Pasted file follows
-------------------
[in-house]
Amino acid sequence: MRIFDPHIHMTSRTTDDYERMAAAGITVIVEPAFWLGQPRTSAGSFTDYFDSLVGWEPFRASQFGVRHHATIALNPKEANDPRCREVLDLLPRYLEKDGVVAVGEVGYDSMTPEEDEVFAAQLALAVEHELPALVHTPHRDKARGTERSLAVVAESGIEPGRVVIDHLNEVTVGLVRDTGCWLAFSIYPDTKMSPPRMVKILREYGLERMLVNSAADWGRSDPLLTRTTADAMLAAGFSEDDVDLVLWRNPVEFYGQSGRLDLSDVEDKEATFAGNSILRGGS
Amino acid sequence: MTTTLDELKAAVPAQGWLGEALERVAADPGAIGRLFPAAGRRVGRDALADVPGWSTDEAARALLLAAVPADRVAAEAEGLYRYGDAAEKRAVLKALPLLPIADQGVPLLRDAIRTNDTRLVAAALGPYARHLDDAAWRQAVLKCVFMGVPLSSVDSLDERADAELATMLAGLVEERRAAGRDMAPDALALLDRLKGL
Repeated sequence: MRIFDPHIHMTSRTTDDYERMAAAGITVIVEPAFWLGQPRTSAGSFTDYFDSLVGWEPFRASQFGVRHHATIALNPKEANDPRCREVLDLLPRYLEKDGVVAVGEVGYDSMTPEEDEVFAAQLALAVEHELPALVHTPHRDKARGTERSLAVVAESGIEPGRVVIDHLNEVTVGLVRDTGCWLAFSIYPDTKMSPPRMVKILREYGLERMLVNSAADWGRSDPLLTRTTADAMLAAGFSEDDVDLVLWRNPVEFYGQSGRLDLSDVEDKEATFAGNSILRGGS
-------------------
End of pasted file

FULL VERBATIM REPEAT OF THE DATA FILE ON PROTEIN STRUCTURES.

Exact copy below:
[in-house]
Amino acid sequence: MRIFDPHIHMTSRTTDDYERMAAAGITVIVEPAFWLGQPRTSAGSFTDYFDSLVGWEPFRASQFGVRHHATIALNPKEANDPRCREVLDLLPRYLEKDGVVAVGEVGYDSMTPEEDEVFAAQLALAVEHELPALVHTPHRDKARGTERSLAVVAESGIEPGRVVIDHLNEVTVGLVRDTGCWLAFSIYPDTKMSPPRMVKILREYGLERMLVNSAADWGRSDPLLTRTTADAMLAAGFSEDDVDLVLWRNPVEFYGQSGRLDLSDVEDKEATFAGNSILRGGS
Amino acid sequence: MTTTLDELKAAVPAQGWLGEALERVAADPGAIGRLFPAAGRRVGRDALADVPGWSTDEAARALLLAAVPADRVAAEAEGLYRYGDAAEKRAVLKALPLLPIADQGVPLLRDAIRTNDTRLVAAALGPYARHLDDAAWRQAVLKCVFMGVPLSSVDSLDERADAELATMLAGLVEERRAAGRDMAPDALALLDRLKGL
Repeated sequence: MRIFDPHIHMTSRTTDDYERMAAAGITVIVEPAFWLGQPRTSAGSFTDYFDSLVGWEPFRASQFGVRHHATIALNPKEANDPRCREVLDLLPRYLEKDGVVAVGEVGYDSMTPEEDEVFAAQLALAVEHELPALVHTPHRDKARGTERSLAVVAESGIEPGRVVIDHLNEVTVGLVRDTGCWLAFSIYPDTKMSPPRMVKILREYGLERMLVNSAADWGRSDPLLTRTTADAMLAAGFSEDDVDLVLWRNPVEFYGQSGRLDLSDVEDKEATFAGNSILRGGS